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Editorial

Toxic ‘Guardian’

/ 12:31 AM November 12, 2012

No one as yet knows the true scale of the Subic Bay problem, but this much is clear: In at least one instance, a “support vessel” belonging to a Malaysian-owned contractor of the US Navy dumped tens of thousands of gallons of liquid waste into Philippine waters—and those wastes were found to be untreated and therefore toxic.

This dumping is outrageous, grossly irresponsible conduct. That the contractor’s response has been to invoke the controversial Visiting Forces Agreement, essentially in an attempt to evade accountability for its behavior, compounds the gross irresponsibility of the act. That the dumping was done by a Philippine subsidiary, and through Filipino employees, adds to the outrage.

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The initial story by the Inquirer’s Robert Gonzaga established two facts. First, that the Glenn Guardian, a tanker owned by Glenn Defense Marine Asia of Malaysia and operated by Glenn Defense Marine Asia Philippines Inc., dumped some 189,500 liters of domestic waste and about 760 liters of bilge (oil-stained) water. “But SBMA sources said Edilberto Acedilla, captain of Glenn Guardian, told the [inspection] team that the liquid wastes had been dumped at least 37 kilometers (20 nautical miles) from Subic Bay”—an assertion that seeks to refute the claim that it had dumped the wastes into Subic Bay itself, but an admission in itself that the dumping occurred in Philippine waters. Second, tests conducted on water samples taken from the ship and another Glenn support vessel found that the contractor had not treated the waste before dumping.

Whether the dumping is standard company practice is as yet known only to the contractor; already, there are reports that it was involved in one other incident. Whether the controversy will overtake the contractor’s operations in the Philippines, nobody knows; but if it is proven that the contractor did in fact dispose of hazardous waste into Philippine seas, we trust that severe sanctions will be imposed.

We therefore support the growing clamor for a rigorous investigation, at both the level of the Subic Bay Metropolitan Authority and of the Senate, into the allegation of toxic waste dumping. While we note that the US Navy has also commenced its own inquiry into the case, we reiterate the simple truth that the US government bears some responsibility for the actions of its third-party contractors. We have not forgotten that the toxic wastes the US Air Force left behind in Clark Air Base continue to elude closure and resolution.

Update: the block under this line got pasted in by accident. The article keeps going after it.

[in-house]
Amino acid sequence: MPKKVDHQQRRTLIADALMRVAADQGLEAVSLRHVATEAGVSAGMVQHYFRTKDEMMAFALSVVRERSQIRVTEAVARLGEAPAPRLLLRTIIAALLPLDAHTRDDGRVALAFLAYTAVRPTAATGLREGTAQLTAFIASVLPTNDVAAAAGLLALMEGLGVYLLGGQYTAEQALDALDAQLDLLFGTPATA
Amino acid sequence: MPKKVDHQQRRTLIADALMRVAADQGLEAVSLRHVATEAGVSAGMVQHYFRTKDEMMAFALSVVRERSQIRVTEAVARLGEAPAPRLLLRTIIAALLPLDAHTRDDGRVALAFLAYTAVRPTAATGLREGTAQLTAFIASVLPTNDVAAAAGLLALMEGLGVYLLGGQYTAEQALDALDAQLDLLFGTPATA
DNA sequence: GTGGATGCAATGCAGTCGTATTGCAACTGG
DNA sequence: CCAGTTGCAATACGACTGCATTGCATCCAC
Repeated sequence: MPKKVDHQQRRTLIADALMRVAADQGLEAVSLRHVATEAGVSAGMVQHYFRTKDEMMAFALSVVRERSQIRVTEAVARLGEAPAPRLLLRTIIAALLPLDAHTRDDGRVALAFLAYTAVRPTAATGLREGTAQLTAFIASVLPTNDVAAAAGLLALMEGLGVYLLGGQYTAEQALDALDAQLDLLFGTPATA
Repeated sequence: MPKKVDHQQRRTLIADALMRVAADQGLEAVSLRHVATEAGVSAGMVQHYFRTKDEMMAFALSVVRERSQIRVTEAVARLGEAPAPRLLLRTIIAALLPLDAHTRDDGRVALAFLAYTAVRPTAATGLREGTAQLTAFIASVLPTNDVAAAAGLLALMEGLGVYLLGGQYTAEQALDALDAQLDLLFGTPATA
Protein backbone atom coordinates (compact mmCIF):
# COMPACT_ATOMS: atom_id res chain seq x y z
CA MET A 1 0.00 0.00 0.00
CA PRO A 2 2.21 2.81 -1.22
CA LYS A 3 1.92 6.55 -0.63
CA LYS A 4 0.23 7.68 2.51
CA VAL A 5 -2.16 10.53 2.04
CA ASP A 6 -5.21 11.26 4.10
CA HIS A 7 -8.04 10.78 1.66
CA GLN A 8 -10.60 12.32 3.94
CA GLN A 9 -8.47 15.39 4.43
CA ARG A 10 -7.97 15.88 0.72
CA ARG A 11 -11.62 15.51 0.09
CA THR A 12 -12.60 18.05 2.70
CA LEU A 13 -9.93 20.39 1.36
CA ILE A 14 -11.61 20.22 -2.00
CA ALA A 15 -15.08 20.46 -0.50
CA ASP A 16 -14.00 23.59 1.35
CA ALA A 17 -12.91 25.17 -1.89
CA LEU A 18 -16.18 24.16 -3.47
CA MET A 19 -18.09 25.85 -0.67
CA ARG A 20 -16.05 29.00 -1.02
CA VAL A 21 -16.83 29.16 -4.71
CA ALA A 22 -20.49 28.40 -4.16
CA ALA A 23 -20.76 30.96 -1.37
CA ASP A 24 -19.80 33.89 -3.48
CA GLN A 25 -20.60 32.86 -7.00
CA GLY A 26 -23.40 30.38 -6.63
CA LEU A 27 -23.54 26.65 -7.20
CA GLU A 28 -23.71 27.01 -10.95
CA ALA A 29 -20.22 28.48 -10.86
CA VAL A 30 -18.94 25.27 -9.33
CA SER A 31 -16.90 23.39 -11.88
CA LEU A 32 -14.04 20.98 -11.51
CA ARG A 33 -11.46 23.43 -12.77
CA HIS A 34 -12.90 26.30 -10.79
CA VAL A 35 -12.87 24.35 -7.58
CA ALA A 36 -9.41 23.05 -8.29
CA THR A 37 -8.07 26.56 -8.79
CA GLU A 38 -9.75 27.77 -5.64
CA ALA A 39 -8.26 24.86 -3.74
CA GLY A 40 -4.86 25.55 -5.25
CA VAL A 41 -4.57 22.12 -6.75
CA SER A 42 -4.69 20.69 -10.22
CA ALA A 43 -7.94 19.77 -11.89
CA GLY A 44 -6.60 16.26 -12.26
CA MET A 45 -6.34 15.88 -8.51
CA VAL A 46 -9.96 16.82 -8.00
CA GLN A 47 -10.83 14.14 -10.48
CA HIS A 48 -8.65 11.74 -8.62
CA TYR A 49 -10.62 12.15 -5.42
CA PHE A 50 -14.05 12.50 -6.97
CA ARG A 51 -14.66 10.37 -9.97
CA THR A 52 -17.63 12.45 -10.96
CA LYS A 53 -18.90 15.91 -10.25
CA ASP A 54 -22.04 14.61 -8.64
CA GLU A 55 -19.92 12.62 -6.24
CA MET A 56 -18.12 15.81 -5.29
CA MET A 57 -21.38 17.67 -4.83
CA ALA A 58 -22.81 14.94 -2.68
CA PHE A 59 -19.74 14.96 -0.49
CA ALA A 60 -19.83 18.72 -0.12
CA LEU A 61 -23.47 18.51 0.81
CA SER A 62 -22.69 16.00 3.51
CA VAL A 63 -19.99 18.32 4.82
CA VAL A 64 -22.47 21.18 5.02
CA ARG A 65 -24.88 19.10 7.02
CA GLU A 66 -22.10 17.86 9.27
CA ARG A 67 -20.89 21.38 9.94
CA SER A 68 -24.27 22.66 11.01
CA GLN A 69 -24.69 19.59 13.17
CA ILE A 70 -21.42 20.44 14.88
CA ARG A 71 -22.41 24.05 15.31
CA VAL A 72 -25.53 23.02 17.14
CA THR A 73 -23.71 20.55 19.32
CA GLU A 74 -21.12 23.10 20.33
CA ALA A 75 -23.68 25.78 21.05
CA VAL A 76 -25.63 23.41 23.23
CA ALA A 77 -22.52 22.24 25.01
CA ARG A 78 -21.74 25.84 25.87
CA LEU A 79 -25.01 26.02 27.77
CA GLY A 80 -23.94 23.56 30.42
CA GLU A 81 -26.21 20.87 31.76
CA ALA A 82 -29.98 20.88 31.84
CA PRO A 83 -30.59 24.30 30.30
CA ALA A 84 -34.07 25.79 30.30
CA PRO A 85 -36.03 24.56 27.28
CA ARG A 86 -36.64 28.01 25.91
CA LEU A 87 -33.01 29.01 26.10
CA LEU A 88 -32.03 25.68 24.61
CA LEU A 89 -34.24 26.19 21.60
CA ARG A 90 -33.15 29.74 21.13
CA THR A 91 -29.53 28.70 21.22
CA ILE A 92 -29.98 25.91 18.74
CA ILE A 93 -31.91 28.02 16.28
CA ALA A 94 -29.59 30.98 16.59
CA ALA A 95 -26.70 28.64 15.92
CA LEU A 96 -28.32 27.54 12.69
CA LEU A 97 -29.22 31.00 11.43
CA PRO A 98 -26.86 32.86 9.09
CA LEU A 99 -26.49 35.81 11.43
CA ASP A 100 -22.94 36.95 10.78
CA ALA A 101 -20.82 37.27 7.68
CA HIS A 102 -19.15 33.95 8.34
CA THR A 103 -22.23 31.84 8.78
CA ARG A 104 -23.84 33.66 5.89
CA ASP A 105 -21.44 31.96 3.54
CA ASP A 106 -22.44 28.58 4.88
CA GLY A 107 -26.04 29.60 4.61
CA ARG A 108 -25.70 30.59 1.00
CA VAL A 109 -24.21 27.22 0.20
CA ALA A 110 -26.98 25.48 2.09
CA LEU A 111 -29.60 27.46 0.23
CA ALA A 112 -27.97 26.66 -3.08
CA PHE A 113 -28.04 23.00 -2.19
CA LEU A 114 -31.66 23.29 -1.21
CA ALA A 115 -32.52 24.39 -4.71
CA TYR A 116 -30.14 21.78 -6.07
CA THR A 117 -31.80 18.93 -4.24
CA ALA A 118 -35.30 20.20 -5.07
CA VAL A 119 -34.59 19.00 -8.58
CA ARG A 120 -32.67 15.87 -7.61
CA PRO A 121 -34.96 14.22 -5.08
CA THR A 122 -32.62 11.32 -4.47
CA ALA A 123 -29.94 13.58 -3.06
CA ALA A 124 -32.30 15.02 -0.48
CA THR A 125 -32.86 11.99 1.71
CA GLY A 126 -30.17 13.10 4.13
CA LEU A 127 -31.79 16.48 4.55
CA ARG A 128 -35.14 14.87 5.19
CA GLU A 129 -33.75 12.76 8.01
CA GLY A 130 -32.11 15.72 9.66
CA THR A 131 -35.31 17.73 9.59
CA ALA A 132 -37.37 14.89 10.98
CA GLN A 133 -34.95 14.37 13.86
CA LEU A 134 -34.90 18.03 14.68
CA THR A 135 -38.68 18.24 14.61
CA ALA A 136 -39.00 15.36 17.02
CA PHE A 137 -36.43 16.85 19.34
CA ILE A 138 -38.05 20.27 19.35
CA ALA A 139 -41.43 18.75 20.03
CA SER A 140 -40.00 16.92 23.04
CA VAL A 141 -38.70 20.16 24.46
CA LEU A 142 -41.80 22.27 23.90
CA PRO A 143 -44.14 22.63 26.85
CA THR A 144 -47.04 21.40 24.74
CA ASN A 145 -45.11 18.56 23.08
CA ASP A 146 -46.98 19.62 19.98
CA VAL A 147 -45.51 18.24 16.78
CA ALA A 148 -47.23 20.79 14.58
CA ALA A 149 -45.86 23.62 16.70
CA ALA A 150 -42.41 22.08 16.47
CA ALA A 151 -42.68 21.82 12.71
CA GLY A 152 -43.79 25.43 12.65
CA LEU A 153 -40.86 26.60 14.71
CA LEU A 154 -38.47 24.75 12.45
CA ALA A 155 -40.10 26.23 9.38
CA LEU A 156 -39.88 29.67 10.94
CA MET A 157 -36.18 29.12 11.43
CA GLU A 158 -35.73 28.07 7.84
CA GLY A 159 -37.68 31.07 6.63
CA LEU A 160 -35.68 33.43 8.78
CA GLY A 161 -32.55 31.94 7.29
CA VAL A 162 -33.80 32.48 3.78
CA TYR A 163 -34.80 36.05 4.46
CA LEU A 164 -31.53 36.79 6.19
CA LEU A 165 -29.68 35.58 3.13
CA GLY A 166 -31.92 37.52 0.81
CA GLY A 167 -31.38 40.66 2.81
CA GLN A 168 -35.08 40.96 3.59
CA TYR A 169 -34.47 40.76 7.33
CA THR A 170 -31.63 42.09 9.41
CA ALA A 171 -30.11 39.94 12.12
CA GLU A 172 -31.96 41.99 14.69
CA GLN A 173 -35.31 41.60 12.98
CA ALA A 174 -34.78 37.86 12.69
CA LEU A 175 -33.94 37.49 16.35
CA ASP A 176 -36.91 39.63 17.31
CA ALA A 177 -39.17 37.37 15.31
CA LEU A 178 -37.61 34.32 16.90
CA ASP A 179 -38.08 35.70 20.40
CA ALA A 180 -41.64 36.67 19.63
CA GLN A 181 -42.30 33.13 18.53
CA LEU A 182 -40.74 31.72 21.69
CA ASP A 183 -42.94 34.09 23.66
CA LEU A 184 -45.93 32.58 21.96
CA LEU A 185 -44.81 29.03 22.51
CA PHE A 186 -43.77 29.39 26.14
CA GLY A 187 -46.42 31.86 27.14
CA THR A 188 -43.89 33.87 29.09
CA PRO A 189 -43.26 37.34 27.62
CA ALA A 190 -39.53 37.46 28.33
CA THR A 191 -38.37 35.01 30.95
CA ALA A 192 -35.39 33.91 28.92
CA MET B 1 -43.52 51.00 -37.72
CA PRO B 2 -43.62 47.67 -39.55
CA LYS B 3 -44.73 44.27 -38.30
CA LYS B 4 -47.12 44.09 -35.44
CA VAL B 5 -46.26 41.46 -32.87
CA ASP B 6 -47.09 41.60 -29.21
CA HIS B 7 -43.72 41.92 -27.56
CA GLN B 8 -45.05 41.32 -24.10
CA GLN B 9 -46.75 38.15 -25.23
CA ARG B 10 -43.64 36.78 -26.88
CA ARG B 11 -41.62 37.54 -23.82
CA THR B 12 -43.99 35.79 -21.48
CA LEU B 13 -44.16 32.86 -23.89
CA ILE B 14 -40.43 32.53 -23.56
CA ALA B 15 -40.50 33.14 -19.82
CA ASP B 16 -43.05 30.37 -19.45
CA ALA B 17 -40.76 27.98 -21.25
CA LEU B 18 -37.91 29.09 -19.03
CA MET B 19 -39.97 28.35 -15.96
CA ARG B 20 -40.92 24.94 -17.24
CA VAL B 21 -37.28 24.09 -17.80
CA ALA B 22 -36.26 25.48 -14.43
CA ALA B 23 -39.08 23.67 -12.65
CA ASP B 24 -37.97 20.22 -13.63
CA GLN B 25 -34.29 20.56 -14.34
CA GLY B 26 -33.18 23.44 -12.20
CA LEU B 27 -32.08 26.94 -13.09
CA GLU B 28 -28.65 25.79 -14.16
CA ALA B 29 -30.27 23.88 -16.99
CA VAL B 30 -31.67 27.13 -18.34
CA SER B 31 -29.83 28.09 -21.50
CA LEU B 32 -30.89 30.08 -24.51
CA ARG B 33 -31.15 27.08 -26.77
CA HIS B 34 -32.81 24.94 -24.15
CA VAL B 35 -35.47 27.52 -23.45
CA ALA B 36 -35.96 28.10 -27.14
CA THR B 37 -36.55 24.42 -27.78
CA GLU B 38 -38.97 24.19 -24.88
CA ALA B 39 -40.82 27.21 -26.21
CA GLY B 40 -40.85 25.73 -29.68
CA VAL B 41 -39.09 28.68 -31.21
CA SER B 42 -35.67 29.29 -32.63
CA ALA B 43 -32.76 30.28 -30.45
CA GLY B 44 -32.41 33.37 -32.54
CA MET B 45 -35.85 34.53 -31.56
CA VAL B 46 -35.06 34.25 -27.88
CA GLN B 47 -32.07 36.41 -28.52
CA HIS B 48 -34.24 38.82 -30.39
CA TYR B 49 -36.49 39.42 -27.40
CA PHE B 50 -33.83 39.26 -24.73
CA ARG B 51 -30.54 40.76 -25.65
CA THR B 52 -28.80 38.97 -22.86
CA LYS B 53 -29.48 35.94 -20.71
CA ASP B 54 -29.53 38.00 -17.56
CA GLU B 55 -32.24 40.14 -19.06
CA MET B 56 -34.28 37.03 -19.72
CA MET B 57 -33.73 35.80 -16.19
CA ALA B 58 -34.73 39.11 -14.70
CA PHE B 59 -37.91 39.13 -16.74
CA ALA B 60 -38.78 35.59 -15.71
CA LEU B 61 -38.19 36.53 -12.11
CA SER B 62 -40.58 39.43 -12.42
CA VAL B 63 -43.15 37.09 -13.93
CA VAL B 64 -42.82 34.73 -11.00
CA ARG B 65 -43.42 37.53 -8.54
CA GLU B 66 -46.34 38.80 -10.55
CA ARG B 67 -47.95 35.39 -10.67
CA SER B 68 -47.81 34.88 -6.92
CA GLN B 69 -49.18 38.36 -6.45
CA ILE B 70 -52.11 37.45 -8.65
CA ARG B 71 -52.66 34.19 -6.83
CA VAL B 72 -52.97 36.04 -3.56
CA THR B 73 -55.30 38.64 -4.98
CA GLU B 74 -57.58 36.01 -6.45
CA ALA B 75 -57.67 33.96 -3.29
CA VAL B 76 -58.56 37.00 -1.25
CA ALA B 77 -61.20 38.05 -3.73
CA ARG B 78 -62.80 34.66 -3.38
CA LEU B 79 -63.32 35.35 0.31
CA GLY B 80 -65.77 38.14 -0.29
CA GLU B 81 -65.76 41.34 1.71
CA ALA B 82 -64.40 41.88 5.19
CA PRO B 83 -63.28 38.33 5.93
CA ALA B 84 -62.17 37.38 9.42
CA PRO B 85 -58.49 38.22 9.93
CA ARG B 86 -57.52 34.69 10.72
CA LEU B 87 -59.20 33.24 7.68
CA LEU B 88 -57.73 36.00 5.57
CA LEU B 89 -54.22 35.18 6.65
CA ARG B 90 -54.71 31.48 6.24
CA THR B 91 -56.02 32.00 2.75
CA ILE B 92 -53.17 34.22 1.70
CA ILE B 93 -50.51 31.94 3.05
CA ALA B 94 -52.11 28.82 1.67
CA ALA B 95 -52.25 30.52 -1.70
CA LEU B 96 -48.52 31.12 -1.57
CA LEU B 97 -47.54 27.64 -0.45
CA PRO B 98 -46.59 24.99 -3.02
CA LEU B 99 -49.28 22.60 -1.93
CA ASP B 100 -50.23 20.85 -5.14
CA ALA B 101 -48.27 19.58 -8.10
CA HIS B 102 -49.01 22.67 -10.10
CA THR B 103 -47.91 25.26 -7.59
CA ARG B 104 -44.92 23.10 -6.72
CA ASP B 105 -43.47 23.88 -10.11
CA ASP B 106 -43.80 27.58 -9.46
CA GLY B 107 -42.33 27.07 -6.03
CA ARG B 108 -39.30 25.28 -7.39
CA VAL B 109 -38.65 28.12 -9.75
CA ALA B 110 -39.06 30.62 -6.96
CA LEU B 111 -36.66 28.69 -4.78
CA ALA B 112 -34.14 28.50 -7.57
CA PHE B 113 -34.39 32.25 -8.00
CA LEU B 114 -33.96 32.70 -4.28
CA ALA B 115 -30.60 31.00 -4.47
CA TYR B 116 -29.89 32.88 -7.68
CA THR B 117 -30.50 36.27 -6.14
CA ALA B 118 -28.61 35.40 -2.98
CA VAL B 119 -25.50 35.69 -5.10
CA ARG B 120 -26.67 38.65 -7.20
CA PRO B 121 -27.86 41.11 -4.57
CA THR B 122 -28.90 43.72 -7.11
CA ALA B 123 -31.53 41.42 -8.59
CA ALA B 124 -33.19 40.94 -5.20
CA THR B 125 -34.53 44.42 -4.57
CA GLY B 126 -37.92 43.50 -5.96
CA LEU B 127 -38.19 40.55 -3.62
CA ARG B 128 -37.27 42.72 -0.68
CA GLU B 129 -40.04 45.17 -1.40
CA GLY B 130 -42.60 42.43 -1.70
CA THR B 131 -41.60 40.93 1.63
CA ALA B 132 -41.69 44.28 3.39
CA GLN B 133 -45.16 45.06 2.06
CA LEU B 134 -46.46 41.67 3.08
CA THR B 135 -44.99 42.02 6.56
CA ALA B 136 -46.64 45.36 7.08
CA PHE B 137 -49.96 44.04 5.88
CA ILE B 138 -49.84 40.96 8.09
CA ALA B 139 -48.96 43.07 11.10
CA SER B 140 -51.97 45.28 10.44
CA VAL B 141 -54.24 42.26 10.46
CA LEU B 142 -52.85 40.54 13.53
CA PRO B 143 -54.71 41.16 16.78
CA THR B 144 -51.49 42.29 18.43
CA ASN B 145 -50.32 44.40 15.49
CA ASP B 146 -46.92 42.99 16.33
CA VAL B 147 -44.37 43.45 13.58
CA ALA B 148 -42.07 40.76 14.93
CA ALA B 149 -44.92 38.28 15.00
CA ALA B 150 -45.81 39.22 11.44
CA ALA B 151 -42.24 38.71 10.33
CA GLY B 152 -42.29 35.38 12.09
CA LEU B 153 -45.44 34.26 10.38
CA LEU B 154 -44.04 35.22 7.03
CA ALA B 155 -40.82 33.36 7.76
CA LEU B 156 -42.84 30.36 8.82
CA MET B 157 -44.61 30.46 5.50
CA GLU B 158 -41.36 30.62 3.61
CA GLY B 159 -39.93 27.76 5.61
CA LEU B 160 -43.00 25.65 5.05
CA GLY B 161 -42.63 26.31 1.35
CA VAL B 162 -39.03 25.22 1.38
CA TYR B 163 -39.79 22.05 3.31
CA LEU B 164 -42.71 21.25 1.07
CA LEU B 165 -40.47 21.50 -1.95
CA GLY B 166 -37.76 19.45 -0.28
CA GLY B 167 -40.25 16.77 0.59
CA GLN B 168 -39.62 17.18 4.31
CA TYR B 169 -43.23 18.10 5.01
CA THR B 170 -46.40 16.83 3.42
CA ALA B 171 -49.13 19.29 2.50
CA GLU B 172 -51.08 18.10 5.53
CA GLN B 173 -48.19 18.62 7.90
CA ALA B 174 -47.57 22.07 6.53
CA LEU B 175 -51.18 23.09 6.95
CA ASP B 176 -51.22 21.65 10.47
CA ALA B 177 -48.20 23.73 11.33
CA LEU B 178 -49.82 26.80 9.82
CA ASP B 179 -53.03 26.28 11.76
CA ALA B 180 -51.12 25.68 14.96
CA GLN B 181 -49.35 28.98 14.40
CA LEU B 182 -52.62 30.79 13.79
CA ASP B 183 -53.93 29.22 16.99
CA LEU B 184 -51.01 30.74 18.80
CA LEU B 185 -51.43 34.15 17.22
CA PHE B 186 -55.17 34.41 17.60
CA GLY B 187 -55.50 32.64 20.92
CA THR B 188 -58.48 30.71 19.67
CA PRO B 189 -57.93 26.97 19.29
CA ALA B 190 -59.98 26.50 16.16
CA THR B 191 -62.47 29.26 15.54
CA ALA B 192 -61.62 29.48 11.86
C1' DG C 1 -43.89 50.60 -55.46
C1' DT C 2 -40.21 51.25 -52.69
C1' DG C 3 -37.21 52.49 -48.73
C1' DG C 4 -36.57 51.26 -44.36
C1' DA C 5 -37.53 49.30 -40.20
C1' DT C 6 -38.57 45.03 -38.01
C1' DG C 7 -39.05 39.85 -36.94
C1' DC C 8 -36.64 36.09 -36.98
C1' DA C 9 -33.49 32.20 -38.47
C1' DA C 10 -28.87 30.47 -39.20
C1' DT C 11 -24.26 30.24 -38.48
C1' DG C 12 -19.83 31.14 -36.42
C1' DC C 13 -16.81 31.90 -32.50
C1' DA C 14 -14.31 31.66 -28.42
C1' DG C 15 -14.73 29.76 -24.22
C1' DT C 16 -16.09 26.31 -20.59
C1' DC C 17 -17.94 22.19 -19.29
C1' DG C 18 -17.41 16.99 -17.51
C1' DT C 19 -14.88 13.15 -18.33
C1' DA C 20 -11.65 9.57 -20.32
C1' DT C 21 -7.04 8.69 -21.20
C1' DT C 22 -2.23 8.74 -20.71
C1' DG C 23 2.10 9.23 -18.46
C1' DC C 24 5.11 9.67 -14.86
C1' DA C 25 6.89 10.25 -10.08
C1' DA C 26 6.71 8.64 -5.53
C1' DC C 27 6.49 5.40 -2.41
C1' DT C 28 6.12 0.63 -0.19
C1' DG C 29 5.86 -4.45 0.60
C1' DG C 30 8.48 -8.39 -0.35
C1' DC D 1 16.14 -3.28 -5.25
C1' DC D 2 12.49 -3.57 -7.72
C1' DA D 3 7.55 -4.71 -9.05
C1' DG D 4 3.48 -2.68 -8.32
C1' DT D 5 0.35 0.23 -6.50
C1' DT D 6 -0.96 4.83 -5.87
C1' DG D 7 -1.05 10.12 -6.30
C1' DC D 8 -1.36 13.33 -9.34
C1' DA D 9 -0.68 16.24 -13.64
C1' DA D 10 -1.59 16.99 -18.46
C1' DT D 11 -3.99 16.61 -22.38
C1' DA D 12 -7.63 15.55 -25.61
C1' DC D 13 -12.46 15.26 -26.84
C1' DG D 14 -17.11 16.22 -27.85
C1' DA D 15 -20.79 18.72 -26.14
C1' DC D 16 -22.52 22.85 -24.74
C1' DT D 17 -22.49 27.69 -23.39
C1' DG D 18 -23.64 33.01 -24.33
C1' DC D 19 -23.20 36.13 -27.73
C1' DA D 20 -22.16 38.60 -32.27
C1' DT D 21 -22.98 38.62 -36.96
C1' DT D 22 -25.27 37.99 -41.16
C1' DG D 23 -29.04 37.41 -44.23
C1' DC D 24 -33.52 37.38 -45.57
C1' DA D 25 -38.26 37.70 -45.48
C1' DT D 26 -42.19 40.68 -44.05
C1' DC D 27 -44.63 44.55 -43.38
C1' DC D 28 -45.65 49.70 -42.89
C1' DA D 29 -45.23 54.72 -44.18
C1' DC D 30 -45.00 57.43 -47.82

We strongly take issue with the contractor’s legal defense: that, as its lawyers write in a letter to the SBMA, “its support vessels are not commercial vessels that are subject to the regulation of your office. Rather, the support vessels solely operate for the benefit of the US armed forces under the stated provisions of the VFA.”

This is patent nonsense, and officials involved in the passage of the VFA, such as former senator Rodolfo Biazon, and experts on international law, such as Sen. Miriam Defensor-Santiago, all agree that Glenn Defense is not covered by the VFA’s terms. The spokesman of the Department of Foreign Affairs drew the only reasonable conclusion: “Since Glenn Defense Marine Asia Philippines Inc. cannot be considered US personnel, clearly its acts as third-party contractors are not covered by the VFA.”

Part of the criticism against the VFA, which took effect in 1999, has always been that it was balanced in favor of visiting American forces; its terms, in other words, were disadvantageous to the Philippine hosts. Apparently, the contractor’s Philippine subsidiary and its lawyers think the US advantage extends to non-American third-party contractors who do not even take part in the military exercises the VFA allows.

Above all, we condemn the involvement of Filipino personnel in the dumping of hazardous waste into Philippine waters. To be sure, their complicity reminds us of similar callous behavior by Philippine enterprises: factories throwing their wastes into already polluted rivers, small businesses using the estero as dumping ground. But if it is really too much to expect the Filipinos behind Glenn Defense to protest any attempt to pollute their own country’s environment, then the true scale of the problem is vaster that we can imagine.

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TAGS: Environmental issues, Global Nation, Philippines, Subic Bay, US, Visiting Forces Agreement, waste dumping
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